In the morning she pats on layers of base
until her cheeks resemble moth wings
in moonlight. The mascara clings to her
lashes like tiny flies on tape,
as dark as Thursdays.
When she kisses me on the cheek
I can feel the lipstick stick,
a red stamp of ownership,
the deed to my jawbone written in scarlet.
Sometimes I want to take her head off
and use it as a paperweight,
or put it on a broomstick,
so that when she leaves
I can waltz with her in the kitchen,
dip her down, kiss her
as hard as Humphrey Bogart.
This is how I like to look.
Something in the way green eyeliner
turns her eyes hazel, hickory,
liquid smoke, drives me crazy
enough to wear corduroys,
dark socks, and not talk
about what some men talk about.
For one kiss on the cheek,
I would offer her my mouth
on a platter.
I spent the morning forgetting
what I'd done in my sleep.
The warm throat in my cold hands,
the blonde hair stuffed into a screaming mouth,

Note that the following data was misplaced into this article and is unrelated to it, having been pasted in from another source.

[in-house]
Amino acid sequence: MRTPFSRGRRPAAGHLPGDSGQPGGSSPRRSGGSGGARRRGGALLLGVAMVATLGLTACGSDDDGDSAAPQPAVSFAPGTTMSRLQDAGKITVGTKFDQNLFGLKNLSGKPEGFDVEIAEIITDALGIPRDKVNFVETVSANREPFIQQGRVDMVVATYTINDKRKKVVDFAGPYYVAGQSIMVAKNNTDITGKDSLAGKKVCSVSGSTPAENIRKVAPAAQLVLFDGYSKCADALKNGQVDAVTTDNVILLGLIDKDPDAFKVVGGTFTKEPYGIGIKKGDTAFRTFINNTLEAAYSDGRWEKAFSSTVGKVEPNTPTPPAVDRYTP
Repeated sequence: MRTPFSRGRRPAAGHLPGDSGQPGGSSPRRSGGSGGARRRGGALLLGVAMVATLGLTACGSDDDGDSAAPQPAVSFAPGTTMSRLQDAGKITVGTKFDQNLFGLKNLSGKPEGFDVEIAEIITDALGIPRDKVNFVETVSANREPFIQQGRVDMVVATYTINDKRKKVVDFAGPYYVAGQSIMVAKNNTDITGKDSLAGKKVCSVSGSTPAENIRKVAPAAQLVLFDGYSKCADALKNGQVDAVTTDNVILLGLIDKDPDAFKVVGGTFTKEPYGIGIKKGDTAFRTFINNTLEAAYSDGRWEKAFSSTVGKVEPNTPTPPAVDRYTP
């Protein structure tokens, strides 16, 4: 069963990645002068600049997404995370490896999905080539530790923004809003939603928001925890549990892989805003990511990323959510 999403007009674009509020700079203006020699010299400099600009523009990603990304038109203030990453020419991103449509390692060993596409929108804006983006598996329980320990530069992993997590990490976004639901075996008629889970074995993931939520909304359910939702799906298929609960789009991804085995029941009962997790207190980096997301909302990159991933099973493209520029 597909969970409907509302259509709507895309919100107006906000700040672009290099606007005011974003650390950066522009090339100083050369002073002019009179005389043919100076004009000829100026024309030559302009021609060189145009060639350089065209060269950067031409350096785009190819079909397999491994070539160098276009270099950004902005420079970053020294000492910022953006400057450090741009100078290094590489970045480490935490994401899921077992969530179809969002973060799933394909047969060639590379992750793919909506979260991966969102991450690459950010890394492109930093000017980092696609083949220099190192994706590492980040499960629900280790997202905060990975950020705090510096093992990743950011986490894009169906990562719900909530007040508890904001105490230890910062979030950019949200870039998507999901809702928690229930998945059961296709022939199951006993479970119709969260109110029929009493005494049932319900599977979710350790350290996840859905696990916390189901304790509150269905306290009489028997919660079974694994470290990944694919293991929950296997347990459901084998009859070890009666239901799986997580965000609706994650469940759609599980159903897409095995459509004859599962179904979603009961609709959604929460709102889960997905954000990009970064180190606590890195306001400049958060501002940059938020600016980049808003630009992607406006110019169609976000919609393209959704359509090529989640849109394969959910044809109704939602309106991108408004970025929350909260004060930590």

a shallow grave off a county road
outside some small town I've been in before
in some other dream.
In the basement, doing laundry,
I stare at the shovel and wonder
if I should bury it
not that anything really happened,
but something did.
My neighbor, the cop, waves
from underneath the hood of an old Mercury,
and I wonder if he was awake last night at three,
hovering over me with a warrant and handcuffs,
waiting for me to leave a piece of evidence
on my face, in my slurred sleep-talk.
I listen to the Mercury's whining fan belt
and think there could be an accident.
This all could be an accident.
The day moans into the afternoon.
My wife gets home from work
and I can't look her in the eyes.
I possess a strange guilta memory
of another life where I was something else,
and I can feel it on my neck, breathing.
Sleep doesn't come easy,
but I drink some whiskey and take a few pills.
I pull the covers over my head
and think about everything there is to bury.